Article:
I can remember my first day of Kindergarten. I’m seeing the walk over in my head right now. I had no idea what was going on or where we were going but eventually we arrived at a building. I remember two giants at the opening of the door, welcoming me in with a warm embrace that made me feel safe but a little confused.
I was used to giant people interacting mostly with each other, only acknowledging me briefly. Being the centre of attention wasn’t something that happened on these trips out into the world, so this felt off. But the shower of protection I felt from my own giant, the tall powerful guardian always watching over me, made me brave and eager to explore.
The first hurdle I had to overcome was the colossal front step. I shot my foot up as high as possible to clear it but my efforts were unnecessary as I began to levitate: my mom was pulling me up by my arm.
When I got in I was in awe. I felt like I was inside an indoor playground. I was overwhelmed by the amount of things to play with. Eventually the indoor sand box consumed me, So much so that it was difficult for my mom to get my attention when she was ready to leave. When she finally did she gave me a hug, said bye, and began to move to the door. I went over to leave with her, and then she explained to me that I was staying here, which terrified me so much I began to cry. My mom and one of the ladies tried to calm me down. I worked myself up so much that I fell asleep shortly after. When I woke up my mom had left and I imagined that she was somewhere far away beyond the giant step.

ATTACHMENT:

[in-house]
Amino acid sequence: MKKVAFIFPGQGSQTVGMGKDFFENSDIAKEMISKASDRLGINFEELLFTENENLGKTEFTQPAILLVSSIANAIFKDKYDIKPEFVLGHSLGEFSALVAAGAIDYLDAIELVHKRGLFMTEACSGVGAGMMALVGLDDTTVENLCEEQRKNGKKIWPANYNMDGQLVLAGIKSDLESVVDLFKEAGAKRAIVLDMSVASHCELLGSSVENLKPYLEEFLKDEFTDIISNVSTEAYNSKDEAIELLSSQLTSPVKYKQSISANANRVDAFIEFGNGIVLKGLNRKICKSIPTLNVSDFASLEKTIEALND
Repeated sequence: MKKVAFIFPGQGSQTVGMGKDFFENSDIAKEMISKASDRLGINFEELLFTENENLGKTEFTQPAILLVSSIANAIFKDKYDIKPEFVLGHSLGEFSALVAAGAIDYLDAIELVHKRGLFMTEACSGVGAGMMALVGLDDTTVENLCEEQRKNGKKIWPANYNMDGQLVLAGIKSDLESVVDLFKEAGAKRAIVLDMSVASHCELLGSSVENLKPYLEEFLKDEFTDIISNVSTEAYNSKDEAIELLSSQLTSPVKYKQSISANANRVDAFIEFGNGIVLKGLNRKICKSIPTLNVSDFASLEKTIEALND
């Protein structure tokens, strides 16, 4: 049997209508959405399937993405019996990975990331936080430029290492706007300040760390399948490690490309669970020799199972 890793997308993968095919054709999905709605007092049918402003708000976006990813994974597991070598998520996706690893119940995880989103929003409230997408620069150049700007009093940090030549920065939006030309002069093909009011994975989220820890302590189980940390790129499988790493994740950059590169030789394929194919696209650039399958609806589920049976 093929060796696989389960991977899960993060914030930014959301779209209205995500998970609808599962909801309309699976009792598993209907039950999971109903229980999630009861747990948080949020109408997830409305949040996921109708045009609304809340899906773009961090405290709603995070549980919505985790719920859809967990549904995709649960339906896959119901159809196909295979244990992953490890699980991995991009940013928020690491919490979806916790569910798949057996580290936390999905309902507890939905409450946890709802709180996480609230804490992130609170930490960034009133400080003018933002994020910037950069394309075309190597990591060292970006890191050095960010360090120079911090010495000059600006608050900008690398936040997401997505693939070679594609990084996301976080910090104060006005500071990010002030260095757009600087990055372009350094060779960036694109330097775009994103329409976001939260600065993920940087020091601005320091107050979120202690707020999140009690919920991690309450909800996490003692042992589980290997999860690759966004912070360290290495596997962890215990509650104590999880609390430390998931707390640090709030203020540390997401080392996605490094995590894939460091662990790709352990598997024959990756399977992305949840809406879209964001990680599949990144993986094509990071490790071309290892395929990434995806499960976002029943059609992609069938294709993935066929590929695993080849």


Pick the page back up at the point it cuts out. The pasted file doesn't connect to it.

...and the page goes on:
Years later, in my late teens, I went back to that building, St Gerard Majella Catholic School. I wanted to see the colossal step another time. When I got there I was surprised beyond belief. The colossal step I had remember so vividly was actually tiny, even shorter than the steps of regular stairs.